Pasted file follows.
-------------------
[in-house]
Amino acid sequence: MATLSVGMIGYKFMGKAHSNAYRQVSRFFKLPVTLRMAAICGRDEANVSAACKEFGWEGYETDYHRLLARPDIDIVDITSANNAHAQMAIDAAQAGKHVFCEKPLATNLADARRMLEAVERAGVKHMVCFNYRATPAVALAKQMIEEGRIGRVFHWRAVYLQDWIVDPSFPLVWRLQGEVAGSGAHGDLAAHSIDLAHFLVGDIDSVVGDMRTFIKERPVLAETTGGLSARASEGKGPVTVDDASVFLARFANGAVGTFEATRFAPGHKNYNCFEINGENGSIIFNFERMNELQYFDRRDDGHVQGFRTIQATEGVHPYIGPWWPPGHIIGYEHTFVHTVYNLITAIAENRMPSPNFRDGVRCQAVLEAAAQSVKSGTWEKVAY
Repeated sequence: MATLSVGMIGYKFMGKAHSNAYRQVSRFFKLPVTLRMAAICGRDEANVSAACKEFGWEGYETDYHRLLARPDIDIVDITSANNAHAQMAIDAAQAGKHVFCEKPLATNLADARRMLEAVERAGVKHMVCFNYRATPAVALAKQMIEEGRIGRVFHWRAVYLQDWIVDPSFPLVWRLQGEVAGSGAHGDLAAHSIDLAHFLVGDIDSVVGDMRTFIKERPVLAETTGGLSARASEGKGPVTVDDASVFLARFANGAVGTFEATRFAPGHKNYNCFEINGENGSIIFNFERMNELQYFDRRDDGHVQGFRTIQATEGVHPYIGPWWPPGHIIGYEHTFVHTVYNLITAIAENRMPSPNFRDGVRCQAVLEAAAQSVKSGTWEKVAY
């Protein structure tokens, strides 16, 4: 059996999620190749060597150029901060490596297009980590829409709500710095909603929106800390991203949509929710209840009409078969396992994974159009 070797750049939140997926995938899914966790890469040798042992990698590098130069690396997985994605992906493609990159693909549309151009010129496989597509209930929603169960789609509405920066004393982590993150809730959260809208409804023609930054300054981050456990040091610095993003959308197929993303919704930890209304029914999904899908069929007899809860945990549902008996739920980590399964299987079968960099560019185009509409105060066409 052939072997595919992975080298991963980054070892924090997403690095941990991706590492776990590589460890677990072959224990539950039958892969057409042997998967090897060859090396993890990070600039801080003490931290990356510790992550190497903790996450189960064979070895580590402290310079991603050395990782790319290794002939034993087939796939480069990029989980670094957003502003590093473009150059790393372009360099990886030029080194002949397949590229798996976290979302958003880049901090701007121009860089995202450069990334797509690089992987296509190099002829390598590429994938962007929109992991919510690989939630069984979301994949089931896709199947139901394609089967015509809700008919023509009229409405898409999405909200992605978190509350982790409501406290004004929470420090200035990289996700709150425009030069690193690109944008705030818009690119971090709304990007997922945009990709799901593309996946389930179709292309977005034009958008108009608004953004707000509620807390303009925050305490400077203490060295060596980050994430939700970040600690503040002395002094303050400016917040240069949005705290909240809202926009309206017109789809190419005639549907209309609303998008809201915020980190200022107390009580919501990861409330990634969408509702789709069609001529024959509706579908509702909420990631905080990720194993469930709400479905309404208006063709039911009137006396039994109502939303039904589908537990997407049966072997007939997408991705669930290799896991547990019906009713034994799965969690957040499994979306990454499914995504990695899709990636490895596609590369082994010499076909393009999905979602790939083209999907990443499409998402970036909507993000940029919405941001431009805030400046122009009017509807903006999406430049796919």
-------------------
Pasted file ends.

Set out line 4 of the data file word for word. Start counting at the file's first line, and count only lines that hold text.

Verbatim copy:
């Protein structure tokens, strides 16, 4: 059996999620190749060597150029901060490596297009980590829409709500710095909603929106800390991203949509929710209840009409078969396992994974159009 070797750049939140997926995938899914966790890469040798042992990698590098130069690396997985994605992906493609990159693909549309151009010129496989597509209930929603169960789609509405920066004393982590993150809730959260809208409804023609930054300054981050456990040091610095993003959308197929993303919704930890209304029914999904899908069929007899809860945990549902008996739920980590399964299987079968960099560019185009509409105060066409 052939072997595919992975080298991963980054070892924090997403690095941990991706590492776990590589460890677990072959224990539950039958892969057409042997998967090897060859090396993890990070600039801080003490931290990356510790992550190497903790996450189960064979070895580590402290310079991603050395990782790319290794002939034993087939796939480069990029989980670094957003502003590093473009150059790393372009360099990886030029080194002949397949590229798996976290979302958003880049901090701007121009860089995202450069990334797509690089992987296509190099002829390598590429994938962007929109992991919510690989939630069984979301994949089931896709199947139901394609089967015509809700008919023509009229409405898409999405909200992605978190509350982790409501406290004004929470420090200035990289996700709150425009030069690193690109944008705030818009690119971090709304990007997922945009990709799901593309996946389930179709292309977005034009958008108009608004953004707000509620807390303009925050305490400077203490060295060596980050994430939700970040600690503040002395002094303050400016917040240069949005705290909240809202926009309206017109789809190419005639549907209309609303998008809201915020980190200022107390009580919501990861409330990634969408509702789709069609001529024959509706579908509702909420990631905080990720194993469930709400479905309404208006063709039911009137006396039994109502939303039904589908537990997407049966072997007939997408991705669930290799896991547990019906009713034994799965969690957040499994979306990454499914995504990695899709990636490895596609590369082994010499076909393009999905979602790939083209999907990443499409998402970036909507993000940029919405941001431009805030400046122009009017509807903006999406430049796919």